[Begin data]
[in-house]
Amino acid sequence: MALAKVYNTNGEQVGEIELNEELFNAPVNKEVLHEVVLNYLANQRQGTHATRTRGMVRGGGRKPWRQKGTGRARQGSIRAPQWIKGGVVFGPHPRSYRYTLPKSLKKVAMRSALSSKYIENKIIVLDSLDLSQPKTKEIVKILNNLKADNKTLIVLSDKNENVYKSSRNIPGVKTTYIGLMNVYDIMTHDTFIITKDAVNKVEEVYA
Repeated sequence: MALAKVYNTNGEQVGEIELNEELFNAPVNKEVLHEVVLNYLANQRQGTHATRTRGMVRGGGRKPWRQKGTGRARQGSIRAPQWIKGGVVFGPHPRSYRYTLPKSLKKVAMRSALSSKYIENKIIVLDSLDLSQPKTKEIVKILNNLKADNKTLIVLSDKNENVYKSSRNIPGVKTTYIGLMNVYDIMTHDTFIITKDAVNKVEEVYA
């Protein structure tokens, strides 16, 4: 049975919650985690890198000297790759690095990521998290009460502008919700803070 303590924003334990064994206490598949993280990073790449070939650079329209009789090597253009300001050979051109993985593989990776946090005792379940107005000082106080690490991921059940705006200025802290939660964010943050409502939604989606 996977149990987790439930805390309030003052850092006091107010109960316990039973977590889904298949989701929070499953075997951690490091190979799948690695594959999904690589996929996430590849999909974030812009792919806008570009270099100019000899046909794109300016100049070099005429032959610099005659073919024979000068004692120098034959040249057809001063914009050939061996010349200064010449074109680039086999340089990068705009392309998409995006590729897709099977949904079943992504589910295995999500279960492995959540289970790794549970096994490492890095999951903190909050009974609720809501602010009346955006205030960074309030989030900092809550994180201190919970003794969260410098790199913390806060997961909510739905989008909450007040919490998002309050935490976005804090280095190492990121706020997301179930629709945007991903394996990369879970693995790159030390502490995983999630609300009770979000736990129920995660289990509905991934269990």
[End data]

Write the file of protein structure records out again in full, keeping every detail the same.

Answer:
[in-house]
Amino acid sequence: MALAKVYNTNGEQVGEIELNEELFNAPVNKEVLHEVVLNYLANQRQGTHATRTRGMVRGGGRKPWRQKGTGRARQGSIRAPQWIKGGVVFGPHPRSYRYTLPKSLKKVAMRSALSSKYIENKIIVLDSLDLSQPKTKEIVKILNNLKADNKTLIVLSDKNENVYKSSRNIPGVKTTYIGLMNVYDIMTHDTFIITKDAVNKVEEVYA
Repeated sequence: MALAKVYNTNGEQVGEIELNEELFNAPVNKEVLHEVVLNYLANQRQGTHATRTRGMVRGGGRKPWRQKGTGRARQGSIRAPQWIKGGVVFGPHPRSYRYTLPKSLKKVAMRSALSSKYIENKIIVLDSLDLSQPKTKEIVKILNNLKADNKTLIVLSDKNENVYKSSRNIPGVKTTYIGLMNVYDIMTHDTFIITKDAVNKVEEVYA
């Protein structure tokens, strides 16, 4: 049975919650985690890198000297790759690095990521998290009460502008919700803070 303590924003334990064994206490598949993280990073790449070939650079329209009789090597253009300001050979051109993985593989990776946090005792379940107005000082106080690490991921059940705006200025802290939660964010943050409502939604989606 996977149990987790439930805390309030003052850092006091107010109960316990039973977590889904298949989701929070499953075997951690490091190979799948690695594959999904690589996929996430590849999909974030812009792919806008570009270099100019000899046909794109300016100049070099005429032959610099005659073919024979000068004692120098034959040249057809001063914009050939061996010349200064010449074109680039086999340089990068705009392309998409995006590729897709099977949904079943992504589910295995999500279960492995959540289970790794549970096994490492890095999951903190909050009974609720809501602010009346955006205030960074309030989030900092809550994180201190919970003794969260410098790199913390806060997961909510739905989008909450007040919490998002309050935490976005804090280095190492990121706020997301179930629709945007991903394996990369879970693995790159030390502490995983999630609300009770979000736990129920995660289990509905991934269990």